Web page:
- Broken sensor: A broken temperature sensor causes the thermostat to mismeasure the temperature. Sensors have five to ten-year lifespans.
- Dirty thermostat: Dirt and dust can accumulate inside thermostats, excluding smart thermostats, and cause them to malfunction. To clean your thermostat, first, remove the cover. Some covers have clips and snap off, and others have screws to remove. Use a paintbrush to gently brush away dust and dirt from the thermostat’s components. A dollar bill can be slid between close components like dental floss to remove debris. Inspect the wires for corrosion and loose connections, and call an electrician if you locate wiring issues.
- Calibration: Older mechanical thermostats can be calibrated if the temperature on the device doesn’t match the room's temperature. You’ll need a mercury thermometer and tape. Tape the thermometer to the wall an inch away from the thermostat. Wait fifteen minutes and compare the readings on the thermometer and thermostat. If the reading differs by one or two degrees, the thermostat doesn’t need to be calibrated. If the readings vary greatly, clean the thermostat before calibrating it. Thermostats have heat anticipator adjustment levers. If your furnace is not turning on enough, move the lever away from the “longer” setting, one mark at a time. Wait another fifteen minutes to compare the thermostat and thermometer readings and determine if additional adjustments are necessary.
- Incorrect installation: If the thermostat has recently been installed, it might have been installed incorrectly. Call an electrician to assess and rewire it.
A Recap of Why the Thermostat Says Heat On But No Heat Comes from the Furnace and What to Do About It
- Dirty air filter–Change it.
- Gas supply turned off–Turn on the valve or call the gas company.
- Incorrect thermostat settings–Review all the settings and change them if necessary.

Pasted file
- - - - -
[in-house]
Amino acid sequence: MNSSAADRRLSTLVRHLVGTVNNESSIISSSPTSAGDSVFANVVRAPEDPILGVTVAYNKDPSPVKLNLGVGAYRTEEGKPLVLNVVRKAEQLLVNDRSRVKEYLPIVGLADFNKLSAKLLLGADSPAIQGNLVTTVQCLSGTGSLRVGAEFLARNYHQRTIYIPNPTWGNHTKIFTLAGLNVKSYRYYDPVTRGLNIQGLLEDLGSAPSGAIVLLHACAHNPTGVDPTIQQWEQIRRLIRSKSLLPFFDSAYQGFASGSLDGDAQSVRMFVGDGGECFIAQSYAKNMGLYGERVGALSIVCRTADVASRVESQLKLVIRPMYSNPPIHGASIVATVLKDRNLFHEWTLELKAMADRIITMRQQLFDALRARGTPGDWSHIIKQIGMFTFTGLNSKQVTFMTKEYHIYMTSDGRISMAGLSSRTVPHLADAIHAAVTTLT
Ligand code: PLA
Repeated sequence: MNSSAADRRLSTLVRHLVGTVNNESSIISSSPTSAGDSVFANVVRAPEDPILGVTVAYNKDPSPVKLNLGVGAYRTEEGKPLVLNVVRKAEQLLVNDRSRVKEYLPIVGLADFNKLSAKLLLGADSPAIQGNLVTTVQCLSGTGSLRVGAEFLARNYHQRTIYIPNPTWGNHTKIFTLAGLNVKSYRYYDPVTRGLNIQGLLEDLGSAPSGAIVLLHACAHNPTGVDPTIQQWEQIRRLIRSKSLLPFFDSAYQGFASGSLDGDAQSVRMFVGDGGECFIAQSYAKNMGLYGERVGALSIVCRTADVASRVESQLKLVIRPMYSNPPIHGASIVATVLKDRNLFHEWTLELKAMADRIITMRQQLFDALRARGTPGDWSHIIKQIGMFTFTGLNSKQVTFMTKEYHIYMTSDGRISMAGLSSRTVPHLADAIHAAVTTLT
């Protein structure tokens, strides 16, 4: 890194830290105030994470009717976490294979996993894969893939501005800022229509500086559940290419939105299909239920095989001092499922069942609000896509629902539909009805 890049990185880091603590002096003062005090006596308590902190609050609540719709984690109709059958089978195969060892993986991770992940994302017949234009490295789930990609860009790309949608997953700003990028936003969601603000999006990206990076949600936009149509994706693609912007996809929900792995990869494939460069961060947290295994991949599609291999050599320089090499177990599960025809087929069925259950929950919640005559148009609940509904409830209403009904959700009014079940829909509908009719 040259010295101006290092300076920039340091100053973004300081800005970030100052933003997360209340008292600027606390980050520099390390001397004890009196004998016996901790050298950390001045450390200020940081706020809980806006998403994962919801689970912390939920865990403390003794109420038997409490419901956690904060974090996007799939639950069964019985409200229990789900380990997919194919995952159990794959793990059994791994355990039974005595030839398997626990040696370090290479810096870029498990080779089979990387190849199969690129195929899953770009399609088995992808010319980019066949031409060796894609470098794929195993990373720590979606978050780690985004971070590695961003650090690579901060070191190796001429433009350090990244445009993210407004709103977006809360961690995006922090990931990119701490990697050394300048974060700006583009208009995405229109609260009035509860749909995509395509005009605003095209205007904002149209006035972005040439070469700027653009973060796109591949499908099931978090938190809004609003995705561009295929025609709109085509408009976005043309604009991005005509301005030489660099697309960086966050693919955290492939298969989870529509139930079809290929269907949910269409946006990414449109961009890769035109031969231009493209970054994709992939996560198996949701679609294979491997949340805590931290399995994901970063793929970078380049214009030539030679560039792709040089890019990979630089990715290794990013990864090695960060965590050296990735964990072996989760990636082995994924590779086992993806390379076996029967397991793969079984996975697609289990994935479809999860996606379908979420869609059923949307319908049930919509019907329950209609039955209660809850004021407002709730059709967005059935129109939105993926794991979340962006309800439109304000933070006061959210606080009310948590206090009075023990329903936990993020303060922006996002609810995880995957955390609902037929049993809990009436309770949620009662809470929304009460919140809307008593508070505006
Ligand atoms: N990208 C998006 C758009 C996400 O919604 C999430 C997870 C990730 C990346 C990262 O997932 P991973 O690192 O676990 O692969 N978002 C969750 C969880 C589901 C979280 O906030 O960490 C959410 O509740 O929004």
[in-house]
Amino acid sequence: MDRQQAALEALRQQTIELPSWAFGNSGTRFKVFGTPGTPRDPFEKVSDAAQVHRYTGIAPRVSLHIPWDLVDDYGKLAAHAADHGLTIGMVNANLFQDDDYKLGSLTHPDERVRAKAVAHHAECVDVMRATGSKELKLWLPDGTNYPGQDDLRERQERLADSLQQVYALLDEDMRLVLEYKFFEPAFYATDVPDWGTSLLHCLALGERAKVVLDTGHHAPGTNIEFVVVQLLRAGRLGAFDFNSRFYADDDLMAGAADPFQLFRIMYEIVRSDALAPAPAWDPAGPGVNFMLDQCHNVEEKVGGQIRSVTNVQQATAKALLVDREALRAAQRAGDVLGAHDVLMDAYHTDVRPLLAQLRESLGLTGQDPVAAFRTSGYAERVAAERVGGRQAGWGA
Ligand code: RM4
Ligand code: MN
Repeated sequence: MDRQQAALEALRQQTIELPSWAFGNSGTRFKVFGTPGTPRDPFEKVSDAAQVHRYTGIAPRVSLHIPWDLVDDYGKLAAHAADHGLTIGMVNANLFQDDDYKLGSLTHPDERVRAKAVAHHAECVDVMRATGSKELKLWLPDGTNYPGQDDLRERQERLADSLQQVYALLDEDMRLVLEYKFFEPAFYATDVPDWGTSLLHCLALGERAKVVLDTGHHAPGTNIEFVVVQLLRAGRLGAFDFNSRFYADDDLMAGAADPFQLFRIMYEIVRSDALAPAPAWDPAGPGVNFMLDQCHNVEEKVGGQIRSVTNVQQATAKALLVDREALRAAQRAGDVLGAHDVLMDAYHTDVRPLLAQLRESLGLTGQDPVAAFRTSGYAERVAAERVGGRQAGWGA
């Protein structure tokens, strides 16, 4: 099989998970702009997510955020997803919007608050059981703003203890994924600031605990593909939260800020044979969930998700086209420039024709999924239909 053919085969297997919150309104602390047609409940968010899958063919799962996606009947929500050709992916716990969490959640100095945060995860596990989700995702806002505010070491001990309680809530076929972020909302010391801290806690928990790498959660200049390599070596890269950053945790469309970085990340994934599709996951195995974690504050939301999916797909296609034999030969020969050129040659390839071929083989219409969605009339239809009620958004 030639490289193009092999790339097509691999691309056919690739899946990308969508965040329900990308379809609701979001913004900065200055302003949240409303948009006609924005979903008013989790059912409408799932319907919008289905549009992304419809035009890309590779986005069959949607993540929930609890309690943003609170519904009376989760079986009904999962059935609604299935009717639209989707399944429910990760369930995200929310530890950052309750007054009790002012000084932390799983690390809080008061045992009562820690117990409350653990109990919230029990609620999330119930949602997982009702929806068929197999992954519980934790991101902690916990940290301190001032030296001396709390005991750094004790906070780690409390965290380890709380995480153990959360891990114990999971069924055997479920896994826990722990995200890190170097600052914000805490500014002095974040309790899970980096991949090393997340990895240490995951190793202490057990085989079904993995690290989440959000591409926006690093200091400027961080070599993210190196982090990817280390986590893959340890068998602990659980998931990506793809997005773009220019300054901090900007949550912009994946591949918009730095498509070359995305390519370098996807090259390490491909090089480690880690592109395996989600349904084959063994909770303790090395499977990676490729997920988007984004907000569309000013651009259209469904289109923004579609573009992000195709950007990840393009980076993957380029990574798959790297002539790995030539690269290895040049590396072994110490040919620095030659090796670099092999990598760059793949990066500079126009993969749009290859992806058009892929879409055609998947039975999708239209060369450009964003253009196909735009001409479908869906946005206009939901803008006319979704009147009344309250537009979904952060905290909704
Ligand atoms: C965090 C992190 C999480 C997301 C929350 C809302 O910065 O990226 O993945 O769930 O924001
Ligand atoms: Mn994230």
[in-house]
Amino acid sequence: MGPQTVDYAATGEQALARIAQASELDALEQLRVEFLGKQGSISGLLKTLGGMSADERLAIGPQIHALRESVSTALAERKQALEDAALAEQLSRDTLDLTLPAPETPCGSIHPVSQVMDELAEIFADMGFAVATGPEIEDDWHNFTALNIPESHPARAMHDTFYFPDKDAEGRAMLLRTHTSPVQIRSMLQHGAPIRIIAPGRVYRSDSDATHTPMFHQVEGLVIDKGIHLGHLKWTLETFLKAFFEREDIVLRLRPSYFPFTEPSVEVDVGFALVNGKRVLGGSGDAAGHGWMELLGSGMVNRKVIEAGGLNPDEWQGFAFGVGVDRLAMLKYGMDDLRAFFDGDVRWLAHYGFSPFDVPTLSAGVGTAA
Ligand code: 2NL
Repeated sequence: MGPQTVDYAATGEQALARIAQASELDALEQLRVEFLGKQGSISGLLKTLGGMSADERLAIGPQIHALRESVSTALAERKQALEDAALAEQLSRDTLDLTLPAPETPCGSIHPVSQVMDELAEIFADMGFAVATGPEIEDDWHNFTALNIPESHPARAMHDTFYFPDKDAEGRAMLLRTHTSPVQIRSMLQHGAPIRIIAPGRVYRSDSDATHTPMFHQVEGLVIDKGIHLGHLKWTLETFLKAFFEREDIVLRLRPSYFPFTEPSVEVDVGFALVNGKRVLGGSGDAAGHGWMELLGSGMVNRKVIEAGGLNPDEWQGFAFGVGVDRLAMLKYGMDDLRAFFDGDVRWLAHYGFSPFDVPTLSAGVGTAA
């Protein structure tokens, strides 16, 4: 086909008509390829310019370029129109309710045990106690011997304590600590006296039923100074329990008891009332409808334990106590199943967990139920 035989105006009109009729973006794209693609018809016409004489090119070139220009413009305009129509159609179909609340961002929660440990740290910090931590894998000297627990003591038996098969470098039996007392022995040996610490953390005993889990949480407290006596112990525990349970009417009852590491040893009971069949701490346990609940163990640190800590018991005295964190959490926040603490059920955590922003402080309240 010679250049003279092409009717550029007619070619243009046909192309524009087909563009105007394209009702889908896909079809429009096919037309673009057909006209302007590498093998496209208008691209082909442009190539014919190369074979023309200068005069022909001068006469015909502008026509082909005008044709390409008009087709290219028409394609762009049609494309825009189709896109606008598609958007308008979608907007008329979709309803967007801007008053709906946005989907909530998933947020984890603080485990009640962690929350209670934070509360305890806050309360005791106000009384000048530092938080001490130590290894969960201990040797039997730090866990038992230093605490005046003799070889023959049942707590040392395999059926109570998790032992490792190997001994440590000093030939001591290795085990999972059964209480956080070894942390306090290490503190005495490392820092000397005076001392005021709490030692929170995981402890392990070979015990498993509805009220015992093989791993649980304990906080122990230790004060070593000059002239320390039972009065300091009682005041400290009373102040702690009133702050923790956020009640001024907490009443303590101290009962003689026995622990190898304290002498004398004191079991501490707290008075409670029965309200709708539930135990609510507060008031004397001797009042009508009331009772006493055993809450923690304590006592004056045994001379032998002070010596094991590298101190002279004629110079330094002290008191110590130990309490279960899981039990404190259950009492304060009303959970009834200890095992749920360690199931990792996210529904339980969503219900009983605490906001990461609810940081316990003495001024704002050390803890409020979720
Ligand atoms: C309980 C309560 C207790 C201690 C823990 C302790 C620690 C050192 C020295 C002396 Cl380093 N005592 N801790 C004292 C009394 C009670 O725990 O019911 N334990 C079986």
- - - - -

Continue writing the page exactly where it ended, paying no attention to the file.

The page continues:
- No power to the furnace–Ensure the power switch and circuit breaker are on.
- Dirty flame sensor–Examine it and clean or replace it.
- Thermostat malfunctions–Change the battery, clean the thermostat, inspect the wires, calibrate it (if mechanical), and call an electrician if necessary.
If your furnace still doesn’t heat up after attempting these troubleshooting measures, call an HVAC technician to diagnose the problem.
Frequently Asked Questions
Can you put the heating on without a thermostat?
It is possible to turn on the heat without a thermostat. It requires connecting or jumpering the wires of the thermostat or the furnace control board. Knowledgeable persons should only attempt this action to avoid electric shock and damage to the system.
Why is my thermostat blinking heat on?
If the words “heat on” repeatedly blink on your thermostat’s screen, your furnace is in lockout mode. Lockout mode typically lasts five minutes and prevents the furnace from overheating or short cycling. A power outage can also cause the furnace to enter lockout mode.
How to turn off heat without the thermostat?
Cut power to your furnace to turn it off without the thermostat. Locate the furnace power near the unit. The power switch resembles an ordinary light switch. Turn the switch to the “off position” to cut power to the unit and turn off the heat.